While securing a resolution that committed airlines globally to achieving carbon neutrality by 2050 at last year’s AGM underpins the industry’s decarbonisation efforts, it marked only a first step in translating ambition to reality.
“After the political statement, the pathway started,” explains Sebastian Mikosz, vice-president of environment and sustainability at IATA, on the eve of this year’s gathering in Doha. “This remaining 28 years will be our implementation and in the short-term, at least the next three years, there are two priorities.
“Priority number one is to push the supply of sustainable aviation fuel (SAF). To some extent we have created the signal of demand, now we need to do everything possible to have companies and states creating the environment so that SAF is produced from various feedstocks in various places. This is the main form of decarbonisation that we are relying on as we speak.”
In outlining its base-case roadmap to net-zero CO2 by 2050 at last year’s AGM, IATA estimated SAF would account for almost two-thirds of the industry’s total fuel requirement by 2050. That requires a sharp ramp-up from current levels, where work is required even to reach IATA’s aspiration of being at 2% in 2025 and 5% by 2030.
“There is a mismatch between demand and supply. So we create a positive thing where there is more demand than supply, therefore the momentum will be there until this market balance reaches an equilibrium – which at the moment is not even starting to be close because we are using less than 1% of SAF in overall fuel usage,” say Mikosz.
Part of that push was the bringing together of various players in the market during IATA’s Aviation Energy Forum held in Munich last month, which merged its Fuel Forum and Sustainable Aviation Fuel Symposium events.
Mikosz adds that while he is confident there will be a significant technology breakthrough to support reaching net-zero CO2 emissions, the heavy reliance on SAF reflects IATA’s desire to build a ”credible plan” on what could be achieved today. “It was not about having a resolution, it was about having a plan on how to deliver this resolution. And from that perspective, we cannot have a public scenario saying we have no clue how we are going to do it, but we are going to do it.”
Mikosz notes that even if there is a technological breakthrough, SAF will still be a key component because of the timeframe needed to update the global fleet. ”It is about energy transition; how do you transit from conventional energy to completely new types of energy,” he says.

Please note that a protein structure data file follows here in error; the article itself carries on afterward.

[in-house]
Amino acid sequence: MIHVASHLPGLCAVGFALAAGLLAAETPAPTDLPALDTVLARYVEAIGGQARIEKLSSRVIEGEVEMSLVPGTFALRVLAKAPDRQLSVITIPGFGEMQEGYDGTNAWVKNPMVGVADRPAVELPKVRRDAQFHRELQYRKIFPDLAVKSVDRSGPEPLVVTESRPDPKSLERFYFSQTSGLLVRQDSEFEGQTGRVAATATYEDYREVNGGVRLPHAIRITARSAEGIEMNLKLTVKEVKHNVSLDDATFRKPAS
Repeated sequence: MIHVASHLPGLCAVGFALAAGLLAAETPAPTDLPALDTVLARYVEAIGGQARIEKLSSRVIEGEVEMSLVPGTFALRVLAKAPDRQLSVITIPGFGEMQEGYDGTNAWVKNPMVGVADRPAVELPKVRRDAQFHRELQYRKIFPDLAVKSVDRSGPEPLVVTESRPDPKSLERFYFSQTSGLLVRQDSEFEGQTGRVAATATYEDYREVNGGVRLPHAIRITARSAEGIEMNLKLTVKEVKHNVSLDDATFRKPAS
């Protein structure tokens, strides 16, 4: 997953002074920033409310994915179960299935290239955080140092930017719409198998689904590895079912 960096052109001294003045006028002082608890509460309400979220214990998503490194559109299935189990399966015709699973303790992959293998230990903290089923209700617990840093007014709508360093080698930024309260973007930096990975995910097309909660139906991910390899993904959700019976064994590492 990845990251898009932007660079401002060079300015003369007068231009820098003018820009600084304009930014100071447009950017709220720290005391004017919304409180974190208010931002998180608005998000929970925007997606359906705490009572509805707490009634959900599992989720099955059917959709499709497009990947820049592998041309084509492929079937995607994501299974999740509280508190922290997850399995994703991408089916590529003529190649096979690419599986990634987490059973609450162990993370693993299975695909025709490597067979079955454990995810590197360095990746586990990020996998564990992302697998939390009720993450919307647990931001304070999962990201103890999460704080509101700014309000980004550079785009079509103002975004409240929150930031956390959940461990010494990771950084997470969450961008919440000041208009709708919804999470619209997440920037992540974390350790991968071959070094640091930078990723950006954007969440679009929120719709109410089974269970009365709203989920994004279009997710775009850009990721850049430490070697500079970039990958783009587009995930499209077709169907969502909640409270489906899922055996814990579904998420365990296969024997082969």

The second key near-term priority in terms of decarbonisation is offsetting.
“Before we have SAF, before we have hydrogen, before we have electric planes, before we implement new propulsion technologies in our planes, offsetting in the short-term is what we have at hand. Offsets is how we are going to start the decarbonisation process.”
In that regard, 2022 is a pivotal year given ICAO – under whose auspices the existing Carbon Offsetting and Reduction Scheme for International Aviation (CORSIA) is in place – holds its triennial general assembly this autumn. Agreement on CORSIA ensured a global approach is in place rather than individual regional offsetting schemes. That in turn hinges on maintaining the political balance between states with widely differing views – particularly between emerging and developed nations – on the pace and fairness of meeting environmental goals.
“For us this is the ultimate goal, to have CORSIA alive,” says Mikosz. ”We have a view at IATA on the potential baseline [post-pandemic] and this is what we advocate when we are talking to the ICAO council and the environmental community and those bodies that make the decisions, because CORSIA will be a political decision, and the baseline will be a political decision.
“But the industry and our members have an important say in that, because they are the ones bearing the cost of CORSIA, so it’s question of balance. And this is why ICAO is so important to us, because this is the only place we have where every state to talk to other states about aviation.”
While decarbonisation efforts dominate, momentum is picking up in another notable area in line with global efforts to tackle plastics pollution. In early March the UN Environment Programme (UNEP) committed to reaching a legally binding agreement to tackle plastic pollution by 2024. For IATA this provides a key framework to step up efforts to eliminate single-use plastics onboard – itself tied to the key issue of making catering more sustainable and reducing food waste.
“You have a paradoxical situation when you are an international operator that when you take a plastic bottle that it is legal in one country, but is not legal in another,” Mikosz explains. “And in countries like Inida, you have those regulation changing between provinces and even between the airports.
“The biggest isuse we have is harmonisation so we can respect the same rules. We have 250 items onboard the plane that we identified could be more sustainable, but…. we need harmonisation.
“Plastics over the next few years is going to be one of our big topics,” he adds. “It is an easier shot than decarbonsiation because we know there is pathway within a visible period of time.”